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Rapid and consistent evolution of colistin resistance in Pseudomonas aeruginosa during morbidostat culture

By Bianca Regenbogen, Matthias Willmann, Matthias Steglich, Boyke Bunk, Ulrich Nubel, Silke Peter, Richard A Neher

Posted 14 Oct 2016
bioRxiv DOI: 10.1101/080960 (published DOI: 10.1128/AAC.00043-17)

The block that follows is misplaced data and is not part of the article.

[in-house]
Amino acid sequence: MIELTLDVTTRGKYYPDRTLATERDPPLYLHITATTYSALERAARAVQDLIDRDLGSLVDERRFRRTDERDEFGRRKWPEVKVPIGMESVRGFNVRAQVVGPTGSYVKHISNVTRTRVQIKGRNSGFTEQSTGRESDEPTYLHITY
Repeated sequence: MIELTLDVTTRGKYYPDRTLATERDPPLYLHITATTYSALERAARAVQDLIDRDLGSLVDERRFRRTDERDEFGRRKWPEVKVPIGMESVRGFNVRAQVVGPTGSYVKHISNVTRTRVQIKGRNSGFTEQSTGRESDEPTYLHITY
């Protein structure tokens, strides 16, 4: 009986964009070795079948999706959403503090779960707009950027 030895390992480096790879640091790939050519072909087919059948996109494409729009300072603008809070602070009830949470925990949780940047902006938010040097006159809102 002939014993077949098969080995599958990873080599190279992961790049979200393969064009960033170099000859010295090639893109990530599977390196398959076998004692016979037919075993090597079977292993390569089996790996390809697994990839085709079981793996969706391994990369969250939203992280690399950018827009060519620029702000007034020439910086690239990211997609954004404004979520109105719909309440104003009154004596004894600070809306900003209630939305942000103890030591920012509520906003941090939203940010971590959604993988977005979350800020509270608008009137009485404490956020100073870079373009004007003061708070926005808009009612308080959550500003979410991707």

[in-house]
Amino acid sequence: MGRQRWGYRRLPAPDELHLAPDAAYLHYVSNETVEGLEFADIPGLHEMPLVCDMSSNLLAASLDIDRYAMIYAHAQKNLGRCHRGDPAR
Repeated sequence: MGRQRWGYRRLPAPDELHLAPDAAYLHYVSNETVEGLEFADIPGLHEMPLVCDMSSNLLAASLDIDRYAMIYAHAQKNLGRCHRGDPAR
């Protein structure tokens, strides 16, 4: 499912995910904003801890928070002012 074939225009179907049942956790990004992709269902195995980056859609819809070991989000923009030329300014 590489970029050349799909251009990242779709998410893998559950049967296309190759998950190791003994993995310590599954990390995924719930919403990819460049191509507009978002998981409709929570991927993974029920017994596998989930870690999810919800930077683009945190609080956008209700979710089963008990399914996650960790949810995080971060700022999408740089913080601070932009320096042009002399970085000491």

Colistin is a last resort antibiotic commonly used against multidrug-resistant strains of Pseudomonas aeruginosa. To investigate the potential for in-situ evolution of resistance against colistin and map the molecular targets of colistin resistance, we exposed two P. aeruginosa isolates to colistin using a continuous culture device known as morbidostat. Colistin resistance emerged within two weeks along with highly stereotypic yet strain specific mutation patterns. The majority of mutations hit the prmAB two component signaling system and genes involved in lipopolysaccharide synthesis, including lpxC, pmrE, and migA. In seven out of 18 cultures, we observed mutations in mutS along with a mutator phenotype that seemed to facilitate resistance evolution.

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